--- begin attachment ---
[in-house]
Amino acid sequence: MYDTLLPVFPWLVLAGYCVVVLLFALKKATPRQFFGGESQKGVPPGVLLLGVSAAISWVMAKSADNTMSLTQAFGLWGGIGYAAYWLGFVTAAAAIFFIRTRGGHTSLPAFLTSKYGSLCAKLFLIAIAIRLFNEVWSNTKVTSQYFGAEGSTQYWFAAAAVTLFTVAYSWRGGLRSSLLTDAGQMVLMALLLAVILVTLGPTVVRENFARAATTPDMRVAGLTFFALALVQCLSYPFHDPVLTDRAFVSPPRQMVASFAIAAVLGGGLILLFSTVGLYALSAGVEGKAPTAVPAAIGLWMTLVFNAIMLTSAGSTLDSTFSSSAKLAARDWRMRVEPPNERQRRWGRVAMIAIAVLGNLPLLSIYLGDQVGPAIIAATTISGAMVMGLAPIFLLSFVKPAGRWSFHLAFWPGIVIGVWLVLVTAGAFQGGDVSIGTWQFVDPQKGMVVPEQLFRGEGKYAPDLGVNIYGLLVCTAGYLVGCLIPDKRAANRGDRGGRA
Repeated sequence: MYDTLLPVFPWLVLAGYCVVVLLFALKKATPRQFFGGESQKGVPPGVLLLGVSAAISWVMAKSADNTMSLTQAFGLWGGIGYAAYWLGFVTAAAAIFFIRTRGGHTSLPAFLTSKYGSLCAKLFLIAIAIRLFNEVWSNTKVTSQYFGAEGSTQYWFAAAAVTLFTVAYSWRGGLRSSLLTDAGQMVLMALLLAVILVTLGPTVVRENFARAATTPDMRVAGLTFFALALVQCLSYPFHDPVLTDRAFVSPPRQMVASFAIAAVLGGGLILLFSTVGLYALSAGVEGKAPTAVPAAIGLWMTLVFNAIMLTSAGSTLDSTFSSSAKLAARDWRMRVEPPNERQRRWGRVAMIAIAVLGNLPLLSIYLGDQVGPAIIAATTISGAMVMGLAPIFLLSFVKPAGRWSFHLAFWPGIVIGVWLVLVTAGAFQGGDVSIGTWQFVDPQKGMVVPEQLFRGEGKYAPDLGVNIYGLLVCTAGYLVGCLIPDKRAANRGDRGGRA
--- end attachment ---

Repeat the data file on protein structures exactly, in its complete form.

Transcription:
[in-house]
Amino acid sequence: MYDTLLPVFPWLVLAGYCVVVLLFALKKATPRQFFGGESQKGVPPGVLLLGVSAAISWVMAKSADNTMSLTQAFGLWGGIGYAAYWLGFVTAAAAIFFIRTRGGHTSLPAFLTSKYGSLCAKLFLIAIAIRLFNEVWSNTKVTSQYFGAEGSTQYWFAAAAVTLFTVAYSWRGGLRSSLLTDAGQMVLMALLLAVILVTLGPTVVRENFARAATTPDMRVAGLTFFALALVQCLSYPFHDPVLTDRAFVSPPRQMVASFAIAAVLGGGLILLFSTVGLYALSAGVEGKAPTAVPAAIGLWMTLVFNAIMLTSAGSTLDSTFSSSAKLAARDWRMRVEPPNERQRRWGRVAMIAIAVLGNLPLLSIYLGDQVGPAIIAATTISGAMVMGLAPIFLLSFVKPAGRWSFHLAFWPGIVIGVWLVLVTAGAFQGGDVSIGTWQFVDPQKGMVVPEQLFRGEGKYAPDLGVNIYGLLVCTAGYLVGCLIPDKRAANRGDRGGRA
Repeated sequence: MYDTLLPVFPWLVLAGYCVVVLLFALKKATPRQFFGGESQKGVPPGVLLLGVSAAISWVMAKSADNTMSLTQAFGLWGGIGYAAYWLGFVTAAAAIFFIRTRGGHTSLPAFLTSKYGSLCAKLFLIAIAIRLFNEVWSNTKVTSQYFGAEGSTQYWFAAAAVTLFTVAYSWRGGLRSSLLTDAGQMVLMALLLAVILVTLGPTVVRENFARAATTPDMRVAGLTFFALALVQCLSYPFHDPVLTDRAFVSPPRQMVASFAIAAVLGGGLILLFSTVGLYALSAGVEGKAPTAVPAAIGLWMTLVFNAIMLTSAGSTLDSTFSSSAKLAARDWRMRVEPPNERQRRWGRVAMIAIAVLGNLPLLSIYLGDQVGPAIIAATTISGAMVMGLAPIFLLSFVKPAGRWSFHLAFWPGIVIGVWLVLVTAGAFQGGDVSIGTWQFVDPQKGMVVPEQLFRGEGKYAPDLGVNIYGLLVCTAGYLVGCLIPDKRAANRGDRGGRA